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Couverture de In the Skin of a Lion

In the Skin of a Lion

De : Michael Ondaatje
Lu par : Tom McCamus
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    Description

    Bristling with intelligence and shimmering with romance, this novel tests the boundary between history and myth.

    Patrick Lewis arrives in Toronto in the 1920s and earns his living searching for a vanished millionaire and tunneling beneath Lake Ontario. In the course of his adventures, Patrick's life intersects with those of characters who reappear in Ondaatje's Booker Prize-winning The English Patient.

    ©1987 Michael Ondaatje (P)2017 Audible, Inc.

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    Ce que les auditeurs disent de In the Skin of a Lion

    Moyenne des évaluations utilisateurs. Seuls les utilisateurs ayant écouté le titre peuvent laisser une évaluation.
    Global
    • 5 out of 5 stars
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    Interprétation
    • 5 out of 5 stars
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    Histoire
    • 5 out of 5 stars
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    Commentaires - Veuillez sélectionner les onglets ci-dessous pour changer la provenance des commentaires.

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    • Global
      5 out of 5 stars
    • Interprétation
      5 out of 5 stars
    • Histoire
      5 out of 5 stars
    Image de profile pour Joshua
    • Joshua
    • 25/02/2018

    superb

    it is rare when literature and historical fiction mesh so beautifully. Ondaatje is a master of atmosphere and character, so this small masterpiece does not disappoint.

    132 personnes ont trouvé cela utile

    • Global
      1 out of 5 stars
    • Interprétation
      2 out of 5 stars
    • Histoire
      1 out of 5 stars
    Image de profile pour Nancy
    • Nancy
    • 02/08/2018

    Not for entertainment

    This story was horrible. If you’re looking for an enjoyable listen, this is not it. I was able to purchase it for just a few bucks and forced myself to listen to the entire book. I have almost 300 books in my audible library and have listened to them all. There are two books that I couldn’t finish listening too because they were so bad. I should be able to say there are three books in my library that I couldn’t listen to. Instead I forced myself to listen to this in its entirety. . I kept thinking that the story would all come together before the ending, it didn’t. I have no idea what people listened to that though this book was ok, and those that thought it was good are just lying and want you to waste your time like they did. This story never comes together, it is just a bunch of random thoughts put to words. A norm in this book is that there are story lines that are started and then left hanging. An example is when a Nun falls off a bridge and is saved by a man who gets hurt and you learn all about him and then the story changes and you never hear about them again… Bottom line do not waste your time, even if you get the book free. Any time wasted listening to this book is time that not only will you not get back you will be tormented with frustration the entire time you are listening.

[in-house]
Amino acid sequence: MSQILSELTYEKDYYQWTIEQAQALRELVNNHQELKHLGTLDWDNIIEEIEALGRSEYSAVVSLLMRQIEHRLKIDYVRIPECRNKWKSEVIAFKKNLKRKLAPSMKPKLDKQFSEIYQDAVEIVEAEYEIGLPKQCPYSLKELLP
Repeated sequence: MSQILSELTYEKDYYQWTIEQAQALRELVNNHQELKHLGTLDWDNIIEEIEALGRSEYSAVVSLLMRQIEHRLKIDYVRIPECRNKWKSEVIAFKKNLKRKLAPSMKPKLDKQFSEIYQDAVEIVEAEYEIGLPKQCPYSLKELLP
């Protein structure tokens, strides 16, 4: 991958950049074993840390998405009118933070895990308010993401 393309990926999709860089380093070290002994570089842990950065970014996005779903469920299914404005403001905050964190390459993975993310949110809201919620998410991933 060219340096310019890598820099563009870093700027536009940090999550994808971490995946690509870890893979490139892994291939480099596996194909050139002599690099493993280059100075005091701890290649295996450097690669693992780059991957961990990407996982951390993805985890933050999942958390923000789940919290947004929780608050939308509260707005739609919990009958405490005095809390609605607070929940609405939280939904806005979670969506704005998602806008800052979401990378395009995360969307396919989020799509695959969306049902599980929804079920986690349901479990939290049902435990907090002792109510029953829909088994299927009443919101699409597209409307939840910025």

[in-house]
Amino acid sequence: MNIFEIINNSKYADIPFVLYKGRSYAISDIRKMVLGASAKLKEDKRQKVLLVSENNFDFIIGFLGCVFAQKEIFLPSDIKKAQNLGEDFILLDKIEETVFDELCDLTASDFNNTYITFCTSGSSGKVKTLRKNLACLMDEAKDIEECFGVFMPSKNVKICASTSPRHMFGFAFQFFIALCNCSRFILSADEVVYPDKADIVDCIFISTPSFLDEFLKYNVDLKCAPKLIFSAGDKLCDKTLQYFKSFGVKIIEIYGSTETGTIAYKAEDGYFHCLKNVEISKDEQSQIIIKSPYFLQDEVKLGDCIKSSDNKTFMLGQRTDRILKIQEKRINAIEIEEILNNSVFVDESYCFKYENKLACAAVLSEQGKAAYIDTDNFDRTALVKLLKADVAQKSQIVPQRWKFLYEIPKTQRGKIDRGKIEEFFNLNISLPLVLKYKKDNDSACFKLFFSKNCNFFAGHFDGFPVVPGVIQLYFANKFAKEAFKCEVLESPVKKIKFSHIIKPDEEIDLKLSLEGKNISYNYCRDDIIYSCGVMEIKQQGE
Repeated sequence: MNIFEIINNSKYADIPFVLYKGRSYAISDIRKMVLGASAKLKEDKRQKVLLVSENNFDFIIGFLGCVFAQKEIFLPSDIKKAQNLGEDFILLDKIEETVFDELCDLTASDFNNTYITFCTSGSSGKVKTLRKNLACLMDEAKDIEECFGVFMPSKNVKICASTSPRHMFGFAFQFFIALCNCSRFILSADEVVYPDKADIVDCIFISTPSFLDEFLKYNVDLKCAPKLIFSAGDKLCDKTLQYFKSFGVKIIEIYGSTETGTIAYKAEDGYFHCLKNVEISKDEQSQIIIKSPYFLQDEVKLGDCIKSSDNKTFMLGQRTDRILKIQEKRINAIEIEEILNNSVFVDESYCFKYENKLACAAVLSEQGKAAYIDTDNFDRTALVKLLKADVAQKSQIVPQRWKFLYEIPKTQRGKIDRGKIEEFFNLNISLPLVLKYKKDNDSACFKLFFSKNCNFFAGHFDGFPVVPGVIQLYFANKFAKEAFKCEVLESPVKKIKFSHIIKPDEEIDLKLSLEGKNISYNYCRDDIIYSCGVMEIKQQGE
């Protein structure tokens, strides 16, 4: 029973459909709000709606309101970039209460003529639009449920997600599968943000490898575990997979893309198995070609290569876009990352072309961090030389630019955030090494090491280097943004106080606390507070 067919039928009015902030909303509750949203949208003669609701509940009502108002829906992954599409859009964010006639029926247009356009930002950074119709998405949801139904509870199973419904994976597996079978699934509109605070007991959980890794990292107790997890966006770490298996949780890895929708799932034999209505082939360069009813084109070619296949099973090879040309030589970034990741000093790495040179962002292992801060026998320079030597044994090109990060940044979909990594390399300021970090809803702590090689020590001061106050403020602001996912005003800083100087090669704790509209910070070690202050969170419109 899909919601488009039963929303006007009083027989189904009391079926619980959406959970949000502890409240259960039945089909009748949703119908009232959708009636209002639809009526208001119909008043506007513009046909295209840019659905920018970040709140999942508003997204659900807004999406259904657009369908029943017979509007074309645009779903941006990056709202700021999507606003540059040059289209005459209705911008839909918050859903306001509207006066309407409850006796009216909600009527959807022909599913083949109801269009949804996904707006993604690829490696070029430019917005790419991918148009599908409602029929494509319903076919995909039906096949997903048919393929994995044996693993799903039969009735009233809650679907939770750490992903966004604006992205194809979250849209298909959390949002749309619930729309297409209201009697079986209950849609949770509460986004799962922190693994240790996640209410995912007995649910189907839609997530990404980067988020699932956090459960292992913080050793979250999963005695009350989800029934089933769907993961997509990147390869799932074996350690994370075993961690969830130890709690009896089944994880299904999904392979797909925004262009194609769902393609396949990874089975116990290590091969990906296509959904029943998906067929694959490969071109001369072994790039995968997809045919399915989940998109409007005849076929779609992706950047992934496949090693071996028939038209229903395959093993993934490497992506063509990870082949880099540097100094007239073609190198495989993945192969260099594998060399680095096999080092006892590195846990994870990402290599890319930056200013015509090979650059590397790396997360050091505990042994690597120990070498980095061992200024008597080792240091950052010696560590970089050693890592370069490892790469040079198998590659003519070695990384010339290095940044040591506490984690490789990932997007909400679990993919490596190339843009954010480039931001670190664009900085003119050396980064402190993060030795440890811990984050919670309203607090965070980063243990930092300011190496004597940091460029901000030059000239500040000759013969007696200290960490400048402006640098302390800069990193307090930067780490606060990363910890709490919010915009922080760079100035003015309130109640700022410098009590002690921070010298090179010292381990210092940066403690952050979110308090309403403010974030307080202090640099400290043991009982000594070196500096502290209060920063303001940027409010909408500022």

10 personnes ont trouvé cela utile

    • Global
      5 out of 5 stars
    • Interprétation
      5 out of 5 stars
    • Histoire
      5 out of 5 stars
    Image de profile pour Celeste Albers
    • Celeste Albers
    • 08/08/2018

    A rare gem of a book

    Beautiful, intelligent, mesmerizing
    I pity the person who cannot appreciate such a masterpiece
    The different threads form a rope that twists and turns, doubles back and then returns to wrap around you
    Perfectly performed by Tom McCamus
    There are scenes that will never leave me

    6 personnes ont trouvé cela utile

    • Global
      4 out of 5 stars
    • Interprétation
      5 out of 5 stars
    • Histoire
      4 out of 5 stars
    Image de profile pour Joe Kraus
    • Joe Kraus
    • 07/02/2019

    Lush but Often Bewildering Prequel

    When I think of Ondaatje’s work – and all I’ve read before this is the marvelous The English Patient – I think of internal experience. I think of narrators who are trapped in a bed or confined to an abandoned hospital, or recuperating from amputated thumbs. I think, that is, of characters in the midst of reflection.

    As I look at his method of narration, though, it’s actually steeped in the external. As he writes, he pans across landscapes. He gives us lush descriptions that become almost cinematic. In this book in particular, I often found myself lost in the larger story, but I never felt bored. I was always confident I was in the hands of someone who knew how to make words bring scenes (and, implicitly, characters) to life.

    It’s a challenging method. Part of the inspiration of The English Patient is that it’s claustrophobic. Characters recall experiences of vast spaces and of epic love, but they don’t get to leave the scene of the hospital for the setting of the story’s present tense. That novel, tangled as is it, has a clear and tight focus. Everything points to the experience of our nurse and patient who, without quite knowing it, sit as the culmination of a number of great emotional arcs.

    Skin of a Lion, though even shorter, is expansive in its scenery and in its setting. We go from the wilds of Canada in the days of timber empire, to the building of Toronto’s sewer system, to the birth of a radical workers’ movement in the years before World War I. It doesn’t have the same inspired focus of The English Patient. It’s never boring and always reflective of great passion, but it spins in different directions.

    As an elevator pitch, this is an inspired plot: a young man who learns dynamiting from his father goes to Toronto, contributes to the great physical work of building the city, becomes radicalized through a betrayed love and from seeing the greed of the city’s capitalists, and determines to assassinate his arch enemy by swimming through the very sewer tunnels he helped build.